Familial History of Prostate Cancer Strongly Linked With Early-Onset Disease


While the risk of prostate cancer varies by family history, it is strongly associated with early onset of disease.

Jennifer Beebe-Dimmer, MPH, PhD, Wayne State University

Jennifer Beebe-Dimmer, MPH, PhD, Wayne State University

Jennifer Beebe-Dimmer, MPH, PhD

While the risk of prostate cancer varies by family history, it is strongly associated with early onset of disease, according to results of a large, population-based, family database study published in the Journal of Clinical Oncology.

Findings showed that family history of hereditary prostate cancer posed the greatest relative risk (RR) for all prostate cancer subtypes combined (RR, 2.30; 95% CI, 2.22-2.40). This was followed by hereditary breast and ovarian cancer, as well as Lynch syndrome, which were all statistically significant (both 1

Investigators gathered the results from the database in an effort to understand and target high-risk populations that would benefit from genetic screening and enhanced surveillance.

“The observation in our study that men with either 3 first-degree relatives with [prostate cancer] or 2 first- or second-degree relatives diagnosed with early-onset [prostate cancer] had a more than 8-fold increase in the diagnosis of early-onset [prostate cancer] is important and merits replication in other studies, because this confirmation would affect the age at which [prostate cancer] screening should be initiated,” Jennifer Beebe-Dimmer, MPH, PhD, of Wayne State University, and co-investigators wrote.

Data were collected from the Utah Population Database (UPDB), which provides family history information from the Genealogical Society of Utah, state records, and the Utah Cancer Registry.

Through the UPDB, investigators identified a total of 619,630 men, aged ≥40 years, whose family history included ≥3 consecutive generations. Each man was evaluated for family history of hereditary prostate cancer, breast and ovarian cancer, and Lynch syndrome, as well as his own prostate cancer status. Prostate cancer occurrences (n = 36,360) were classified into 3 subtypes: early-onset, lethal, and/or clinically significant.

At the time of the study in August 2018, 68.1% of men identified (n = 421,827) were alive. The median age of those alive was 57.5 years (interquartile range [IQR], 48.1-66.9 years) and the median age at time of death was 75.5 years (IQR, 64.6-83.9 years). Occurrence of prostate cancer was found in 5.9% of the cohort; 7.0% of patients met the criteria for early-onset disease, 11.1% for lethal disease, and 41.8% for clinically significant disease. The median age at time of diagnosis was 69.0 years (IQR, 63.0-76.0 years).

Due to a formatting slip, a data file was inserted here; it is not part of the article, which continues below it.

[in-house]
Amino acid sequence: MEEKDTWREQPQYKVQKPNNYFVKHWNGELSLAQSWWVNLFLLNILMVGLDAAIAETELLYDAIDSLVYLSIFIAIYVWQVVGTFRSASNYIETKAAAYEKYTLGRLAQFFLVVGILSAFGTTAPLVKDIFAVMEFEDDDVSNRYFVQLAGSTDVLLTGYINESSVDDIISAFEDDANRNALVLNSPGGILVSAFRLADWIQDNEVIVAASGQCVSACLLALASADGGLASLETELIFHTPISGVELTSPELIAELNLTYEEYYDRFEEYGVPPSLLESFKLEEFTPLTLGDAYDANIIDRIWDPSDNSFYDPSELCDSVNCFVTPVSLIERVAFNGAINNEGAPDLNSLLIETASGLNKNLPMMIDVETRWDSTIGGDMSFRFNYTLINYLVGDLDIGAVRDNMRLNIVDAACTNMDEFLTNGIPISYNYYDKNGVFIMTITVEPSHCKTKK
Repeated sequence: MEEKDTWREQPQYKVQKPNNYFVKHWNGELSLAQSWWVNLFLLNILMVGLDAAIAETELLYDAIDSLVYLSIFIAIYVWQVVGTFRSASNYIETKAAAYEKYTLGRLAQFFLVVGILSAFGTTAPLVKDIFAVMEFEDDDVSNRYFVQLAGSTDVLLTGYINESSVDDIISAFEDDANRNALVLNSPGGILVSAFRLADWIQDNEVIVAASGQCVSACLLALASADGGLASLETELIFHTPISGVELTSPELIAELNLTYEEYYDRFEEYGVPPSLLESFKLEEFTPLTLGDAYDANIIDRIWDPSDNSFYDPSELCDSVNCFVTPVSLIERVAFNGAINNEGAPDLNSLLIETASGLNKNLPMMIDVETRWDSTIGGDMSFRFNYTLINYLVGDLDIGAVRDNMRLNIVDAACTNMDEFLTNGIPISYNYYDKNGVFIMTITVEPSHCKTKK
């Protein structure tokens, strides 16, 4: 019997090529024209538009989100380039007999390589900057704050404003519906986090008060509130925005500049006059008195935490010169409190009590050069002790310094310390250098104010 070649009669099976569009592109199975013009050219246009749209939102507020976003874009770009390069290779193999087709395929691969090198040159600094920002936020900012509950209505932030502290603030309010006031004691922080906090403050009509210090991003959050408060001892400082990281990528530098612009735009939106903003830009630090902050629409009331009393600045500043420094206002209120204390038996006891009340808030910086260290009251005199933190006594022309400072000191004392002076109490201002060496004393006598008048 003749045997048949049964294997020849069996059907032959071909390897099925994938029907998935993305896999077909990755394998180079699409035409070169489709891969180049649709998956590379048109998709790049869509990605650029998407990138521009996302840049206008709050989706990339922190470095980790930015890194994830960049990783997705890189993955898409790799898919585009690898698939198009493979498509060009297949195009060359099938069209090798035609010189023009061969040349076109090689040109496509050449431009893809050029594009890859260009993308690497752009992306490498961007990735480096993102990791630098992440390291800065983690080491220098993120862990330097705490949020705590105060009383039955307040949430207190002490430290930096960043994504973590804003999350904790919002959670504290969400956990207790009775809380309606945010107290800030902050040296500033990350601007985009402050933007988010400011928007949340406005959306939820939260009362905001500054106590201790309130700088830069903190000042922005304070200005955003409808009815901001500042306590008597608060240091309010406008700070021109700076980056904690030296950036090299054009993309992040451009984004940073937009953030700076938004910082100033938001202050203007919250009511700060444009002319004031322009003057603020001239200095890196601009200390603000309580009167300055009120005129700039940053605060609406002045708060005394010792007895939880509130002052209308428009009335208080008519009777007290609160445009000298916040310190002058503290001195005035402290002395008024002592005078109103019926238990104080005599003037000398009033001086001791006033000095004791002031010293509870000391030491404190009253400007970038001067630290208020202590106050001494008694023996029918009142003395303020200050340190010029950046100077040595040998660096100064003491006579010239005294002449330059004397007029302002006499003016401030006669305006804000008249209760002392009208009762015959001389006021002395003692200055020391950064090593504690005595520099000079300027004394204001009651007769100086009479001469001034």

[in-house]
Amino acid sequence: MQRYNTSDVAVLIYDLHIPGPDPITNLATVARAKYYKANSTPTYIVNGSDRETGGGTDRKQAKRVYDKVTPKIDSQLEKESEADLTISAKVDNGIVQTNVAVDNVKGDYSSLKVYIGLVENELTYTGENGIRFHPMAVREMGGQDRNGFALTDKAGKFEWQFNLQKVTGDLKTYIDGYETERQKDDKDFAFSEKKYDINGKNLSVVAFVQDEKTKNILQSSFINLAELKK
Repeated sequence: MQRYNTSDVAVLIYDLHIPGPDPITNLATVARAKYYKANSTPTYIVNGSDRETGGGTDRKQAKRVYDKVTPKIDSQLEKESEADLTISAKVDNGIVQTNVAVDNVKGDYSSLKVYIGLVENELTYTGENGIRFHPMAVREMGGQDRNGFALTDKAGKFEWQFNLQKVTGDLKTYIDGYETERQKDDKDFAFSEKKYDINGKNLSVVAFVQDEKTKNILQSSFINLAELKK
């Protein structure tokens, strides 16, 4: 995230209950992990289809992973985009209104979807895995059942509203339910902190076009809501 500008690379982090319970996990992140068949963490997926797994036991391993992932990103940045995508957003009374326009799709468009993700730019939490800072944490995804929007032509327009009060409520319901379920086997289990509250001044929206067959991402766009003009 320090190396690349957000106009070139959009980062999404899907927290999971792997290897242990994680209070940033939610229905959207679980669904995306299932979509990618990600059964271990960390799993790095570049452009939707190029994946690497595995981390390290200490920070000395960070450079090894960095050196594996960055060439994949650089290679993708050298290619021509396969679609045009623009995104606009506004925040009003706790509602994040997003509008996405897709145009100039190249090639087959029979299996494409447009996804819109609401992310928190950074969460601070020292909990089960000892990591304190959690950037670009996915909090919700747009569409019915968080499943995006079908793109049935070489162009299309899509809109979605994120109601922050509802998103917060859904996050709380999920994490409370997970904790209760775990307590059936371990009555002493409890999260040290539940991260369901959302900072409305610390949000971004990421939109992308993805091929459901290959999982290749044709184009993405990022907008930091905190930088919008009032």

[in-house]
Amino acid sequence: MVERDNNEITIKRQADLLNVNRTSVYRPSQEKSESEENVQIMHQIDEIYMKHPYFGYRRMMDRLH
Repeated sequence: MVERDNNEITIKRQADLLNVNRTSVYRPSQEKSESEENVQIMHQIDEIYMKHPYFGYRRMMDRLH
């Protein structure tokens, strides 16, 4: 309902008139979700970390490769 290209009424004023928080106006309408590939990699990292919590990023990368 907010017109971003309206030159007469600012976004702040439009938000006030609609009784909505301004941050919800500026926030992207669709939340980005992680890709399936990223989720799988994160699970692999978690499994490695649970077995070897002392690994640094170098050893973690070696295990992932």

Investigators defined 3 forms of hereditary prostate cancer that affected risk: ≥3 first-degree relatives with prostate cancer, ≥3 affected relatives spanning 3 generations to third-degree relatives, and ≥2 first- or second-degree relatives diagnosed with prostate cancer at age ≤55 years. The most common form of hereditary prostate cancer was ≥3 affected relatives spanning 3 generations (n = 11,104); other forms were uncommon. Men with ≥3 affected first-degree relatives (n = 2618; RR, 8.72; 95% CI, 6.60-11.5) or men with >1 first-degree and/or second- degree relative with prostate cancer (n = 893; RR, 8.92; 95% CI, 6.07-13.1) experienced an increased risk for early-onset prostate cancer.

More than 70% of men in the study were diagnosed with organ-confined disease and approximately 6% were first diagnosed with metastatic disease. Seventy-one percent of patients were missing information on their Gleason score; however, among those patients with information on their Gleason score (n = 10,523 men), 46.7% were diagnosed with a Gleason score of ≤6; 39.0% with a score of 7; and 14.3% with a score of ≥8.

Family history of prostate cancer (RRs, 1.81; 95% CI, 1.76-1.86), hereditary breast and ovarian cancer (RRs, 1.47; 95% CI, 1.43-1.50), and Lynch syndrome (RRs, 1.16; 95% CI, 1.12-1.19) were also all associated with an increased risk. Hereditary prostate cancer was associated with a 4-fold increase in risk for early-onset prostate cancer (RR, 3.93; 95% CI, 3.33-4.61).

Moreover, hereditary prostate cancer was also associated with higher risks for both lethal prostate cancer (RR, 2.21; 95% CI, 1.95-2.50) and clinically significant disease (RR, 2.32; 95% CI, 2.17-2.48). Less severe elevations in risk were found in Lynch syndrome at a 34% increased risk for early-onset disease (RR, 1.34; 95% CI, 1.18-1.52) and clinically significant disease (RR, 1.15; 95% CI, 1.10-1.21).

Future studies should utilize the 3 identified subtypes to discover new genes of prostate cancer that can be used in genetic screening and risk assessment, the investigators concluded.

Beebe-Dimmer JL, Kapron AL, Fraser AM, et al. Risk of prostate cancer associated with familial and hereditary cancer syndromes [published on March 24, 2020]. J Clin Oncol. doi: 10.1200/JCO.19.02808

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